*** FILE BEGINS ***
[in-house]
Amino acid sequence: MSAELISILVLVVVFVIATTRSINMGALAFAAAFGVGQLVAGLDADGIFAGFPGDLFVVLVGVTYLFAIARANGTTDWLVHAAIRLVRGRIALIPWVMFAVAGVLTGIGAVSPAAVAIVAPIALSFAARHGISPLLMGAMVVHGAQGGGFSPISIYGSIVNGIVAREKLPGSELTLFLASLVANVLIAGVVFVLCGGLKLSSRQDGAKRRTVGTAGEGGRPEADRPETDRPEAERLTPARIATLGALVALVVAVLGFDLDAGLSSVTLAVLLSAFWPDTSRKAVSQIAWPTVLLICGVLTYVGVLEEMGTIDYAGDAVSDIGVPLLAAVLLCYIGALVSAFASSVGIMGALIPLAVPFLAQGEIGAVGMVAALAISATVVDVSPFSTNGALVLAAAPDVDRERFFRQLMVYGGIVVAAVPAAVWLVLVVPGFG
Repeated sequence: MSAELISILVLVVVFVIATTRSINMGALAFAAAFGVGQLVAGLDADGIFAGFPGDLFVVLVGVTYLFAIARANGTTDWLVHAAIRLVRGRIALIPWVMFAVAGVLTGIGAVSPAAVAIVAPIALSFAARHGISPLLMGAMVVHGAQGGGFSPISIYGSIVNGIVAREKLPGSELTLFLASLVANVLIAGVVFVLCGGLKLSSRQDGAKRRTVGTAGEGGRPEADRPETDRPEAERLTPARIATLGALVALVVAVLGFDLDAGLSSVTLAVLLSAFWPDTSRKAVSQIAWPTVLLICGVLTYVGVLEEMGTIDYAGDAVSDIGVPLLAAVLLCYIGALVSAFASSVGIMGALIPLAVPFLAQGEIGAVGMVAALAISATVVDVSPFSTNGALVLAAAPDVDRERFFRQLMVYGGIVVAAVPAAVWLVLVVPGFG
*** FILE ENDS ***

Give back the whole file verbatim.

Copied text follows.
[in-house]
Amino acid sequence: MSAELISILVLVVVFVIATTRSINMGALAFAAAFGVGQLVAGLDADGIFAGFPGDLFVVLVGVTYLFAIARANGTTDWLVHAAIRLVRGRIALIPWVMFAVAGVLTGIGAVSPAAVAIVAPIALSFAARHGISPLLMGAMVVHGAQGGGFSPISIYGSIVNGIVAREKLPGSELTLFLASLVANVLIAGVVFVLCGGLKLSSRQDGAKRRTVGTAGEGGRPEADRPETDRPEAERLTPARIATLGALVALVVAVLGFDLDAGLSSVTLAVLLSAFWPDTSRKAVSQIAWPTVLLICGVLTYVGVLEEMGTIDYAGDAVSDIGVPLLAAVLLCYIGALVSAFASSVGIMGALIPLAVPFLAQGEIGAVGMVAALAISATVVDVSPFSTNGALVLAAAPDVDRERFFRQLMVYGGIVVAAVPAAVWLVLVVPGFG
Repeated sequence: MSAELISILVLVVVFVIATTRSINMGALAFAAAFGVGQLVAGLDADGIFAGFPGDLFVVLVGVTYLFAIARANGTTDWLVHAAIRLVRGRIALIPWVMFAVAGVLTGIGAVSPAAVAIVAPIALSFAARHGISPLLMGAMVVHGAQGGGFSPISIYGSIVNGIVAREKLPGSELTLFLASLVANVLIAGVVFVLCGGLKLSSRQDGAKRRTVGTAGEGGRPEADRPETDRPEAERLTPARIATLGALVALVVAVLGFDLDAGLSSVTLAVLLSAFWPDTSRKAVSQIAWPTVLLICGVLTYVGVLEEMGTIDYAGDAVSDIGVPLLAAVLLCYIGALVSAFASSVGIMGALIPLAVPFLAQGEIGAVGMVAALAISATVVDVSPFSTNGALVLAAAPDVDRERFFRQLMVYGGIVVAAVPAAVWLVLVVPGFG